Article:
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Amid China’s protest over the exchange of greetings between Prime Minister Narendra Modi and Taiwanese President Lai Ching-te, the US State Department said such congratulatory messages between two foreign leaders are a part of diplomatic business.

I would say that such congratulatory messages are the normal course of diplomatic business,” State Department Spokesperson Matthew Miller told reporters on Thursday at his daily news conference.

He was responding to a question on China protesting over Modi’s comment that he looked forward to having closer ties with Taiwan after his victory in the just concluded Lok Sabha elections.

Earlier on Wednesday, Modi’s remarks came in response to a congratulatory message from Taiwan President Lai Ching-te on his election victory.

Lai, elected as Taiwan’s President last month, in a message posted on X said: My sincere congratulations to Prime Minister @narendramodi on his election victory. We look forward to enhancing the fast-growing #Taiwan-#India partnership, expanding our collaboration on trade, technology & other sectors to contribute to peace & prosperity in the #IndoPacific.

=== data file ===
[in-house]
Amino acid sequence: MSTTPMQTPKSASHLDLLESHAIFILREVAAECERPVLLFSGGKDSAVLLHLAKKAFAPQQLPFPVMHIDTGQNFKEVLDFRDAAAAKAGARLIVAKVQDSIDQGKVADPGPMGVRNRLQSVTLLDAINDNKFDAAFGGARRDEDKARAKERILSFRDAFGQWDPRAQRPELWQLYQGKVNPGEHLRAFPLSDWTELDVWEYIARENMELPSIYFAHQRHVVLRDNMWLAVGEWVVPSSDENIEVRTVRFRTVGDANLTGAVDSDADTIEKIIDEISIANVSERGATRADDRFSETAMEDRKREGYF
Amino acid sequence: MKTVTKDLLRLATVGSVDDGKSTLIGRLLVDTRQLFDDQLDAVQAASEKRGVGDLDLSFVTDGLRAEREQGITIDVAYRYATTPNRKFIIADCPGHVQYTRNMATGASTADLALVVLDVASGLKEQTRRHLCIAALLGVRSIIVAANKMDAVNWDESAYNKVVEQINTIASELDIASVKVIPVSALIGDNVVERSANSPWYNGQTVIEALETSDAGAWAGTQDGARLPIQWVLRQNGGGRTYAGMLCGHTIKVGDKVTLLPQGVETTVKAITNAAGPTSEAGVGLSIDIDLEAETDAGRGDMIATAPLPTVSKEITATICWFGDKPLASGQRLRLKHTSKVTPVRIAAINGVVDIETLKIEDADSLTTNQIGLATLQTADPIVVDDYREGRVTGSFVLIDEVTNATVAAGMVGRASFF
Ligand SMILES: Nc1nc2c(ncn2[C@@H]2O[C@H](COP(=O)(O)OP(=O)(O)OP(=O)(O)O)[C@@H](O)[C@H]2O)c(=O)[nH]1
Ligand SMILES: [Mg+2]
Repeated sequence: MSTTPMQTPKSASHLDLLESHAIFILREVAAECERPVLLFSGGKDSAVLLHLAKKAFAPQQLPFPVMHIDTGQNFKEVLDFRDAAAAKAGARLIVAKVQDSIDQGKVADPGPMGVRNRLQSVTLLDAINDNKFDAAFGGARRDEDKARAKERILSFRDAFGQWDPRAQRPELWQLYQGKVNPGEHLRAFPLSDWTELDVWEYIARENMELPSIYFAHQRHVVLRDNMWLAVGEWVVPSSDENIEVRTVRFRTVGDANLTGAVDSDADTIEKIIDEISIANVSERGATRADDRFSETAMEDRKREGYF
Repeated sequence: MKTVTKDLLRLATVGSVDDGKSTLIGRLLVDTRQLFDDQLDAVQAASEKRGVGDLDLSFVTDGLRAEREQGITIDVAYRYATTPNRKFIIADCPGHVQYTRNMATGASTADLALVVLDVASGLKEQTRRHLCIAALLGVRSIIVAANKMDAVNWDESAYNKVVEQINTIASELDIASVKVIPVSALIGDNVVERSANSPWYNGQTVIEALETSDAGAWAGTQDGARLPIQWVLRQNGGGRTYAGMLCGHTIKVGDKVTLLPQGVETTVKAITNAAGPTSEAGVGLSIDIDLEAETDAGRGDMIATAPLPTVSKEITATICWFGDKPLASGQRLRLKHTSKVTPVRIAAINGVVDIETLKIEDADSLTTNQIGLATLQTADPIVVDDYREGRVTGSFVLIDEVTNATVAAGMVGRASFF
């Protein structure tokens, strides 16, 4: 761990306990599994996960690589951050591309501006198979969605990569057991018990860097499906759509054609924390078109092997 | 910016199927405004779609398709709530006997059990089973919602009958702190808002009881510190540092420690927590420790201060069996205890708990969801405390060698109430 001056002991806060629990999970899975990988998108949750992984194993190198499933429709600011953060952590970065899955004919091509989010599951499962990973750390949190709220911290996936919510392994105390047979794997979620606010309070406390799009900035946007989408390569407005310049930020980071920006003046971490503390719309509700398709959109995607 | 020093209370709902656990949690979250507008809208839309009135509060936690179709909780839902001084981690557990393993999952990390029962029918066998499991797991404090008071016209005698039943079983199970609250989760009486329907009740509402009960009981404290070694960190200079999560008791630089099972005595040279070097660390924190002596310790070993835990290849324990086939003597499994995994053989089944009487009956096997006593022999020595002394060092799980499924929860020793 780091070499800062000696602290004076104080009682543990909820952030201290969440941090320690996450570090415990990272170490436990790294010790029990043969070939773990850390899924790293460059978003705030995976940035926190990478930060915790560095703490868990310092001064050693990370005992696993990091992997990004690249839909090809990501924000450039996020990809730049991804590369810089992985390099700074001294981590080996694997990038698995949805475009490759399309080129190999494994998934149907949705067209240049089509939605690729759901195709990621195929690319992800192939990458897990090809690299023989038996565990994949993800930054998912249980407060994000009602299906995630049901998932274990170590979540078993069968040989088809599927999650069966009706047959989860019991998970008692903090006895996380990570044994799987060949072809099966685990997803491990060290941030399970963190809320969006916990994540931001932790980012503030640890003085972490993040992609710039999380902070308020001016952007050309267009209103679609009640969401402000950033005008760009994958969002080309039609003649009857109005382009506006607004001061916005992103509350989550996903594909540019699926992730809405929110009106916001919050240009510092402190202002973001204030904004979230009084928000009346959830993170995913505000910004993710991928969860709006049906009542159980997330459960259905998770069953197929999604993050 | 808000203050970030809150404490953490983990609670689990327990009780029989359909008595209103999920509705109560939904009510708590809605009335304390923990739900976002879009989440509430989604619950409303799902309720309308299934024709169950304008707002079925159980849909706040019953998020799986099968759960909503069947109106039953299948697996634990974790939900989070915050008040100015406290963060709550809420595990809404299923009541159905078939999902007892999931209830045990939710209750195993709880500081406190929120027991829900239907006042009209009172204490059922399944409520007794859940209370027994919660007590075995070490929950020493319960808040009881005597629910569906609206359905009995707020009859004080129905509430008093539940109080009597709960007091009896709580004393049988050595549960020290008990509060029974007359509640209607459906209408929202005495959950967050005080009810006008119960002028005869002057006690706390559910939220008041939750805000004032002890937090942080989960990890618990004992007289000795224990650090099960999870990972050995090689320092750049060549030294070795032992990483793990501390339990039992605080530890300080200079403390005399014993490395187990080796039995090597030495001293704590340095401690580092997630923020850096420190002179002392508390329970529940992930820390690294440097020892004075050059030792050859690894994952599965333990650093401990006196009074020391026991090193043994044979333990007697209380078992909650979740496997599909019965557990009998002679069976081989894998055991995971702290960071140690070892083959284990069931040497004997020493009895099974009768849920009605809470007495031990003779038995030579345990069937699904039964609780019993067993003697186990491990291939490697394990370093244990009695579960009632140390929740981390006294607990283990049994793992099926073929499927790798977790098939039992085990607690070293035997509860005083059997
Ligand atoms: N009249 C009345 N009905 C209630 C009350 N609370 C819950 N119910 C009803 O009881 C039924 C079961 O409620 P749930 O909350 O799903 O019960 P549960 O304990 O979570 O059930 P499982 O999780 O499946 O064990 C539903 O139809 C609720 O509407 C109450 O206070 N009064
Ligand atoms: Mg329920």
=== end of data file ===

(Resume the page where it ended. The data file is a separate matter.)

In his reply posted on X, Modi said: Thank you @ChingteLai for your warm message. I look forward to closer ties as we work towards mutually beneficial economic and technological partnership.

China views Taiwan as a rebel province that must be reunified with the mainland, even by force.

On Thursday, China objected to the exchange between the Indian and Taiwanese leader, insisting that New Delhi should resist Taiwan authorities’ political calculations”.

Addressing a media briefing, Chinese Foreign Ministry spokesperson Mao Ning said China opposes “all forms of official interactions between the Taiwan authorities and countries having diplomatic relations with China. There is but one China in the world. Taiwan is an inalienable part of the territory of the People’s Republic of China”.